"It's a poor workman who blames . . ."

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Learning is one important attribute - "Value" is another. The ability to 'care' about the work and apply that care to this squirrelly piece of wood that, in one set of hands looks like a piece of trash with tearouts all over the place, but in another seems to literally flow into the piece.
I know of 'learning' machines, I don't know of any that 'care'. There are some that are governed by policies - policies set up by people. Policies that are expressed in some form sufficient to the task originally conceived but inadequately expressed and unable to be self-modifying enough to call it 'caring'. It is the self-modifying aspect that is a long way off (if ever) in machines - do you really want a machine to be self-policing? - Sounds like Terminator ('course he's governor now isn't he?). In people it's called free will...
TWS
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You're using a more narrow definition of 'skill'. I'm using it in the sense of 'ability to achieve a given result'.
What's happening is that the 'skill' is designed into the machine. It's not something it 'learns.' (Of course that also means that the machine is limited in what it can do, but that's another issue.)
--RC
Projects expand to fill the clamps available -- plus 20 percent
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wrote:

me
Maybe we should send them to a "skill center" (voc ed facility) to pick some up?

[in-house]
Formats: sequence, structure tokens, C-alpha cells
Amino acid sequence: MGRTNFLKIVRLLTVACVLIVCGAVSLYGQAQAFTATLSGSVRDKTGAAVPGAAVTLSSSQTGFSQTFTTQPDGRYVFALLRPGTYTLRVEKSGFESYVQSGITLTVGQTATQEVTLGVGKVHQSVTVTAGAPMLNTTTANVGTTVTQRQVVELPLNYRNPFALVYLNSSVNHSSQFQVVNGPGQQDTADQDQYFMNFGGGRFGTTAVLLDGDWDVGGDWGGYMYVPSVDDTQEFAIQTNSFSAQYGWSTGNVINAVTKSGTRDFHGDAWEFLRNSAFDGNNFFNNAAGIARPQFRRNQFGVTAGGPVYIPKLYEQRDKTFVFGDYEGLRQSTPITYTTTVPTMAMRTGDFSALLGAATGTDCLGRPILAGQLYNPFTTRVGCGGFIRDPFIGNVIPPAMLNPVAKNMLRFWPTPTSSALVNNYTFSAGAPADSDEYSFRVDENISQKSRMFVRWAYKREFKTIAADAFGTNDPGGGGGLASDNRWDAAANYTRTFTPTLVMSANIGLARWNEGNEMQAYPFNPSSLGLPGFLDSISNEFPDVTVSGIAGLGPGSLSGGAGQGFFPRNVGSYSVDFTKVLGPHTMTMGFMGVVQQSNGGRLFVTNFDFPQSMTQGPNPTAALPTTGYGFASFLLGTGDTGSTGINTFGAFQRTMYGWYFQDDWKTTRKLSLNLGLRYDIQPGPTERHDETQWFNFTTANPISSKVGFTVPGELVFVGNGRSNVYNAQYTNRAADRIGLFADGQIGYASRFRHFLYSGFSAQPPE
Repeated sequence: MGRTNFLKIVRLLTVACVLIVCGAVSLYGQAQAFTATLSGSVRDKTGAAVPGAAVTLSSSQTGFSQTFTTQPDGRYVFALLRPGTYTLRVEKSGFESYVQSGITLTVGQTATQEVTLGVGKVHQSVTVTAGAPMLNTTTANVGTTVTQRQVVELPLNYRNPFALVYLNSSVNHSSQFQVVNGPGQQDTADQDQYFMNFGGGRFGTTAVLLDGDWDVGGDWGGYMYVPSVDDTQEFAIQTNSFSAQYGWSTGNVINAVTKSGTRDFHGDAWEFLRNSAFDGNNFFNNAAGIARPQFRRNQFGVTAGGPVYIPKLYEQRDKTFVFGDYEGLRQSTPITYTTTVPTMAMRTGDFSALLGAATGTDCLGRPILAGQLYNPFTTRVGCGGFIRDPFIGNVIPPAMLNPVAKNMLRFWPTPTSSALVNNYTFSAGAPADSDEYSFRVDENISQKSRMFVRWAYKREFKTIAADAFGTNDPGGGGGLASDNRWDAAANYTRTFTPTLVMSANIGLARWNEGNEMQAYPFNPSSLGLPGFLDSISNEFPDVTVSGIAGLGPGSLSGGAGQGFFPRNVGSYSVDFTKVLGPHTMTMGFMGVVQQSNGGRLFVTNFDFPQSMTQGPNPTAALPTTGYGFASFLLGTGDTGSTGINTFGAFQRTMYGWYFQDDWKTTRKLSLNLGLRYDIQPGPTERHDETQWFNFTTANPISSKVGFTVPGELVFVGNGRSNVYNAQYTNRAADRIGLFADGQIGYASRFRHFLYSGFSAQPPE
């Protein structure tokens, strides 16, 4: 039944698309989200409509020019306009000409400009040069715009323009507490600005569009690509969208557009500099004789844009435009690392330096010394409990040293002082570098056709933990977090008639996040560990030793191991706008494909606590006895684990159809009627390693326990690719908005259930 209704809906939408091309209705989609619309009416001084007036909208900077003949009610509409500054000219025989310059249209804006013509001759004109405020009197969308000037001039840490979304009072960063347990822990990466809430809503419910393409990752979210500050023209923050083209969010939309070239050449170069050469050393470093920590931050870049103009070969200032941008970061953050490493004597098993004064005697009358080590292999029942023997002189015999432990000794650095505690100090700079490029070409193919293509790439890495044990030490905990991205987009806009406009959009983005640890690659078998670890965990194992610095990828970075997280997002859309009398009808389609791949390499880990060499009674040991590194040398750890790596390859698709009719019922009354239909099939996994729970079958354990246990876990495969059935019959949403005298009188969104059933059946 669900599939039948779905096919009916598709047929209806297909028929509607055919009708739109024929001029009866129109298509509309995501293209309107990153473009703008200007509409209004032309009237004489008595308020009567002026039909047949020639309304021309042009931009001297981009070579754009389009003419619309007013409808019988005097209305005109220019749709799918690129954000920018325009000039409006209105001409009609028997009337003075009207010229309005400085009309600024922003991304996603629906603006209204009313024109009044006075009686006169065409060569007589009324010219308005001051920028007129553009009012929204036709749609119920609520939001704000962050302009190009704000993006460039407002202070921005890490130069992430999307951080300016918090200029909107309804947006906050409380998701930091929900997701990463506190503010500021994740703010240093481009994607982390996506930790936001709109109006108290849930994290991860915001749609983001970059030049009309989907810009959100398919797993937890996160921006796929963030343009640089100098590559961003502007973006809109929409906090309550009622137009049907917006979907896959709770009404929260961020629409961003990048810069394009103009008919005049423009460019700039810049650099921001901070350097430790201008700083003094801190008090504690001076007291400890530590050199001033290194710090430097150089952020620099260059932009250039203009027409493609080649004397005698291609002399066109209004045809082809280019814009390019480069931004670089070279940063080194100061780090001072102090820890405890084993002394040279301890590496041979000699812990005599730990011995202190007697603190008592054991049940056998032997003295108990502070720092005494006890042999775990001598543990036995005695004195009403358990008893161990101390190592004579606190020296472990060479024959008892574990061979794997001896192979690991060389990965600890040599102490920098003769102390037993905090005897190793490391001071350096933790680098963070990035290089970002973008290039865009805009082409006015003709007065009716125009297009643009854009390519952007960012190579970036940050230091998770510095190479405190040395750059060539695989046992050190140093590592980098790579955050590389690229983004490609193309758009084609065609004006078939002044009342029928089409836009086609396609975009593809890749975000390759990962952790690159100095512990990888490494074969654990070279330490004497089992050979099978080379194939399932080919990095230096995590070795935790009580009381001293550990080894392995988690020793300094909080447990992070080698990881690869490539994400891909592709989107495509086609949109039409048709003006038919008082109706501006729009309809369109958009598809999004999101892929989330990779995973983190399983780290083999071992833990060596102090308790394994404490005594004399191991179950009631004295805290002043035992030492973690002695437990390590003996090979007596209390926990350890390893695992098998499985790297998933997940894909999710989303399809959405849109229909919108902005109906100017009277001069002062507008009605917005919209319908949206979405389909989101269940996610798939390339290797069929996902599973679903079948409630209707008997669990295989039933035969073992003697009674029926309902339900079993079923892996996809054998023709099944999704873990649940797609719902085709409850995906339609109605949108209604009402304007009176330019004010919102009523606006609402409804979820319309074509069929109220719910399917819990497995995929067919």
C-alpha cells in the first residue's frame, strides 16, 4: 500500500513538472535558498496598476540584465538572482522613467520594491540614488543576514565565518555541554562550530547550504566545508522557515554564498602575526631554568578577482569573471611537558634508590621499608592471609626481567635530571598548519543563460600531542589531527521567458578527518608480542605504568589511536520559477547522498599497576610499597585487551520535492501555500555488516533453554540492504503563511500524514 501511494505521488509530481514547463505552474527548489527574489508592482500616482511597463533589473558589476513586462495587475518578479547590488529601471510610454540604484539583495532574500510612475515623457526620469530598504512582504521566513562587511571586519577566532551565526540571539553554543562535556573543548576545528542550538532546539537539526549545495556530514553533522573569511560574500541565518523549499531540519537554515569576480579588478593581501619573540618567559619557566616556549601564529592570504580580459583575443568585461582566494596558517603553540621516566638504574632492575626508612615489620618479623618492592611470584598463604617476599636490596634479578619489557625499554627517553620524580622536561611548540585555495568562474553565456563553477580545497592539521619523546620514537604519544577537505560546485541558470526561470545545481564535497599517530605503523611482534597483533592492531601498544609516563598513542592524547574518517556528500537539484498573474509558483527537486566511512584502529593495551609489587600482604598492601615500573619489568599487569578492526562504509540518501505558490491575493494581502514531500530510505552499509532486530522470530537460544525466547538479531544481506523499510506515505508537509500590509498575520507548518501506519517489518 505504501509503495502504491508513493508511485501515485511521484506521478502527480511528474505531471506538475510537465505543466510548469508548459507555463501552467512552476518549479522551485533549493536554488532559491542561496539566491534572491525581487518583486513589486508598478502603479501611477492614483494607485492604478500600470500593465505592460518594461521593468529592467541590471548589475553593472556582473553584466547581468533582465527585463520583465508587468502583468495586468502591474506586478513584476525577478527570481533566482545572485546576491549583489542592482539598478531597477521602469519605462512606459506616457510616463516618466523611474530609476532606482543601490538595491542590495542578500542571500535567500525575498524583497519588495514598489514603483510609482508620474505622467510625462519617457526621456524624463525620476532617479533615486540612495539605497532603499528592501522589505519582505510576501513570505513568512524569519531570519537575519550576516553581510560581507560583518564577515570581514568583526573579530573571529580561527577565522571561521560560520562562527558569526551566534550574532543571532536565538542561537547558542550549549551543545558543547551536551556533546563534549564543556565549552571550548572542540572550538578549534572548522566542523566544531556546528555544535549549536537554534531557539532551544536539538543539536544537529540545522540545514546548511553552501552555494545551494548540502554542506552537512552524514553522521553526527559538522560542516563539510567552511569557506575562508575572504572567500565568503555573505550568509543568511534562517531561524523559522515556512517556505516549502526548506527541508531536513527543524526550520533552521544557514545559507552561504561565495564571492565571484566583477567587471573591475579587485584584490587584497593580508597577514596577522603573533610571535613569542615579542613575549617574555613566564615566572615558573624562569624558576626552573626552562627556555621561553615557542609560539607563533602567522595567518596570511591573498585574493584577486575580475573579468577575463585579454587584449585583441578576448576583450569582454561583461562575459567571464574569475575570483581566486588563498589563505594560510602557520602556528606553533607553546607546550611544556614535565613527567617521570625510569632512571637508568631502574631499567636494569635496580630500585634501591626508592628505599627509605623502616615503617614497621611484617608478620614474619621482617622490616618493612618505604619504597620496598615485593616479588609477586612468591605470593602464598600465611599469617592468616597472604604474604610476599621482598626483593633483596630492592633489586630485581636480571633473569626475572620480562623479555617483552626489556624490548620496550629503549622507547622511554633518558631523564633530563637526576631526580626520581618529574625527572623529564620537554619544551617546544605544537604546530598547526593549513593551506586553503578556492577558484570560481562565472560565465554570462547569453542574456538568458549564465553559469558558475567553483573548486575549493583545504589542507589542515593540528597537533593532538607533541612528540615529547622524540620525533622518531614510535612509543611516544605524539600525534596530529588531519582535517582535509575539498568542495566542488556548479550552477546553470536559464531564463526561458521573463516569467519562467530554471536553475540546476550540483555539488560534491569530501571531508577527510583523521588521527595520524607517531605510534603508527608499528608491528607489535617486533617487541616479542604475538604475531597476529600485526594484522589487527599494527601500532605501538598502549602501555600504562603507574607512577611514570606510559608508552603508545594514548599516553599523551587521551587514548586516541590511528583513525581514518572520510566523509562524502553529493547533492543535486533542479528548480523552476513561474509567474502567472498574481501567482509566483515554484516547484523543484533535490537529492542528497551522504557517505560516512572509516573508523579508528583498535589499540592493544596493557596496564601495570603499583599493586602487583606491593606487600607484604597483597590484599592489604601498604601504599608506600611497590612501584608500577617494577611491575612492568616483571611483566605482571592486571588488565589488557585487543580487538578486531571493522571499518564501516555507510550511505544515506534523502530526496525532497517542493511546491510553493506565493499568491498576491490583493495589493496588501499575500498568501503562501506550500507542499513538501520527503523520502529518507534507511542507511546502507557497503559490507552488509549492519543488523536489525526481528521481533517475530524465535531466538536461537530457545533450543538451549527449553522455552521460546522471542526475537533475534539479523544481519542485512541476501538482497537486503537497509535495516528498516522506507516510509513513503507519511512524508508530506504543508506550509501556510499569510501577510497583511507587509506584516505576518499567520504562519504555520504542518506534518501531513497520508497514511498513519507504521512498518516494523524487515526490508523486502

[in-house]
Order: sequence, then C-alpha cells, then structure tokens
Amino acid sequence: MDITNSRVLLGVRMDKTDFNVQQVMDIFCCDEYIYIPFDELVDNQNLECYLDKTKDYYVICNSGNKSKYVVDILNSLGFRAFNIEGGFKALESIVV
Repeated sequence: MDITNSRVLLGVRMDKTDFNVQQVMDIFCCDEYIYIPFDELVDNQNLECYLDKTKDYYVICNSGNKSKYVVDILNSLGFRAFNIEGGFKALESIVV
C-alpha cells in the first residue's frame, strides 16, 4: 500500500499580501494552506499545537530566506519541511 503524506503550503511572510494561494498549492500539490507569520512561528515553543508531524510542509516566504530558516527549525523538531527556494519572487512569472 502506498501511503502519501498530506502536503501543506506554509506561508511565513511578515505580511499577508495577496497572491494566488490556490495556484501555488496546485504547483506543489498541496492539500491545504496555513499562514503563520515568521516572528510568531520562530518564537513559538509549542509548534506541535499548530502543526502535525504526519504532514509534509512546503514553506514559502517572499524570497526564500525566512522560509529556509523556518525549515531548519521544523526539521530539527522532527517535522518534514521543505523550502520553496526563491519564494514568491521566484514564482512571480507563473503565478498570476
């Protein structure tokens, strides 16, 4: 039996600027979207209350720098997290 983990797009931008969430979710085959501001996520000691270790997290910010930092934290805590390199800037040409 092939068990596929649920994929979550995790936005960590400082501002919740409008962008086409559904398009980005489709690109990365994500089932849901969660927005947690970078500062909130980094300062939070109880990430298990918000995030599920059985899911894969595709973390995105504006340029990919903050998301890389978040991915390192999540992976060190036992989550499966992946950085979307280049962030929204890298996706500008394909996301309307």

Guess not, until they could actually learn one.
I'll stick with AHD on this. skill (sk¹l) n. 1. Proficiency, facility, or dexterity that is acquired or developed through training or experience.
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wrote:

to
is
some
I'm with George here. Machines have functions rather than skills.
"Function - The action for which a person or thing is particularly fitted or employed."
-j
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On Tue, 30 Nov 2004 11:45:34 GMT, Ba r r y

Agreed. So if you just want to make flat boards, go with the machine.
I'm expecting Ikea's new range of Chippendale chairs with great interest.
Sometimes you start with flat boards before doing something more interesting, power tools could be useful to even the most devout neander. After all, the 18th century had self-acting power tools for the simple tedious work - they were called apprentices. I see no benefit in ignoring useful power for stock preparation, but a router won't be replacing my moulders and scratch stocks any time soon.
--
Smert' spamionam

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On Wed, 01 Dec 2004 12:50:06 +0000, Andy Dingley

The 18th Century had self-feeding gang rip saws, only they were water powered and reciprocating rather than circular and electric powered.
The physique of lumbermill apprentices before water power must have been a sight to behold from ripsawing or wedge splitting planks from logs.
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A friend of mine is irritated by the paintings that show Jesus as (in her words) "a skinny, wimpy-looking kind of guy". She says "He was a carpenter. They didn't have power tools two thousand years ago. He must've been buff!"